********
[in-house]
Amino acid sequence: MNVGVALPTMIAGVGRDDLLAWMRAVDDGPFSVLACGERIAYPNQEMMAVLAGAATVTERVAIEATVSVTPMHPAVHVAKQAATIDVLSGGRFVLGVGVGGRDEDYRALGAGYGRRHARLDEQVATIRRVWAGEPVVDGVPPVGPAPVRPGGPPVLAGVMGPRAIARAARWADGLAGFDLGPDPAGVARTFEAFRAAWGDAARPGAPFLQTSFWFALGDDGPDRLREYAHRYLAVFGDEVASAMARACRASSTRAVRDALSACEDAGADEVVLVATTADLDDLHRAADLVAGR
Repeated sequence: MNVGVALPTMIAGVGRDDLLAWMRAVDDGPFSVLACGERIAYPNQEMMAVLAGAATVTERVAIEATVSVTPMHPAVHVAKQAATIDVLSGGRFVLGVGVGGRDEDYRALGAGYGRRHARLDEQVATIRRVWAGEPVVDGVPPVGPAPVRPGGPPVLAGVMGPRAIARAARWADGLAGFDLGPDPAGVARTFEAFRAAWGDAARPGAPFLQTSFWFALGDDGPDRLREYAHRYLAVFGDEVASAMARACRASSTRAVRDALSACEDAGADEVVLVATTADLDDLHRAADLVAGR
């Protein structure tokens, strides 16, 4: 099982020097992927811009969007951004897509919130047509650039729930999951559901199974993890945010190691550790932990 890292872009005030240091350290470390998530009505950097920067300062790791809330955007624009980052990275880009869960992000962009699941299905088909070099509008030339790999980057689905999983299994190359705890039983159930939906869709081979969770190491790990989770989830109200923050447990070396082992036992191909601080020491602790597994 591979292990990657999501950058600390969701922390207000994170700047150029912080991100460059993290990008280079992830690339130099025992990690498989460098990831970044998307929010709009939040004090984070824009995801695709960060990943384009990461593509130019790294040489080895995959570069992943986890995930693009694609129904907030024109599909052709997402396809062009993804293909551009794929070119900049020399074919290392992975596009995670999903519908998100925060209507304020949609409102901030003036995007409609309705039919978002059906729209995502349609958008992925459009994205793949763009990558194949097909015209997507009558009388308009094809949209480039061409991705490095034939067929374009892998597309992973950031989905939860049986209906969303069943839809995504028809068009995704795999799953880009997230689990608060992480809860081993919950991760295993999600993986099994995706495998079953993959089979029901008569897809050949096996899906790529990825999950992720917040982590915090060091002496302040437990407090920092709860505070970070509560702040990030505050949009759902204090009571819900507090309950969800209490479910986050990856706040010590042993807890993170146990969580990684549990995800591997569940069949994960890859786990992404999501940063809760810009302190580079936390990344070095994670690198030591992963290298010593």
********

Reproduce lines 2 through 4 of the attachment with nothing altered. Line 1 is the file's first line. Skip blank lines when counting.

Amino acid sequence: MNVGVALPTMIAGVGRDDLLAWMRAVDDGPFSVLACGERIAYPNQEMMAVLAGAATVTERVAIEATVSVTPMHPAVHVAKQAATIDVLSGGRFVLGVGVGGRDEDYRALGAGYGRRHARLDEQVATIRRVWAGEPVVDGVPPVGPAPVRPGGPPVLAGVMGPRAIARAARWADGLAGFDLGPDPAGVARTFEAFRAAWGDAARPGAPFLQTSFWFALGDDGPDRLREYAHRYLAVFGDEVASAMARACRASSTRAVRDALSACEDAGADEVVLVATTADLDDLHRAADLVAGR
Repeated sequence: MNVGVALPTMIAGVGRDDLLAWMRAVDDGPFSVLACGERIAYPNQEMMAVLAGAATVTERVAIEATVSVTPMHPAVHVAKQAATIDVLSGGRFVLGVGVGGRDEDYRALGAGYGRRHARLDEQVATIRRVWAGEPVVDGVPPVGPAPVRPGGPPVLAGVMGPRAIARAARWADGLAGFDLGPDPAGVARTFEAFRAAWGDAARPGAPFLQTSFWFALGDDGPDRLREYAHRYLAVFGDEVASAMARACRASSTRAVRDALSACEDAGADEVVLVATTADLDDLHRAADLVAGR
């Protein structure tokens, strides 16, 4: 099982020097992927811009969007951004897509919130047509650039729930999951559901199974993890945010190691550790932990 890292872009005030240091350290470390998530009505950097920067300062790791809330955007624009980052990275880009869960992000962009699941299905088909070099509008030339790999980057689905999983299994190359705890039983159930939906869709081979969770190491790990989770989830109200923050447990070396082992036992191909601080020491602790597994 591979292990990657999501950058600390969701922390207000994170700047150029912080991100460059993290990008280079992830690339130099025992990690498989460098990831970044998307929010709009939040004090984070824009995801695709960060990943384009990461593509130019790294040489080895995959570069992943986890995930693009694609129904907030024109599909052709997402396809062009993804293909551009794929070119900049020399074919290392992975596009995670999903519908998100925060209507304020949609409102901030003036995007409609309705039919978002059906729209995502349609958008992925459009994205793949763009990558194949097909015209997507009558009388308009094809949209480039061409991705490095034939067929374009892998597309992973950031989905939860049986209906969303069943839809995504028809068009995704795999799953880009997230689990608060992480809860081993919950991760295993999600993986099994995706495998079953993959089979029901008569897809050949096996899906790529990825999950992720917040982590915090060091002496302040437990407090920092709860505070970070509560702040990030505050949009759902204090009571819900507090309950969800209490479910986050990856706040010590042993807890993170146990969580990684549990995800591997569940069949994960890859786990992404999501940063809760810009302190580079936390990344070095994670690198030591992963290298010593």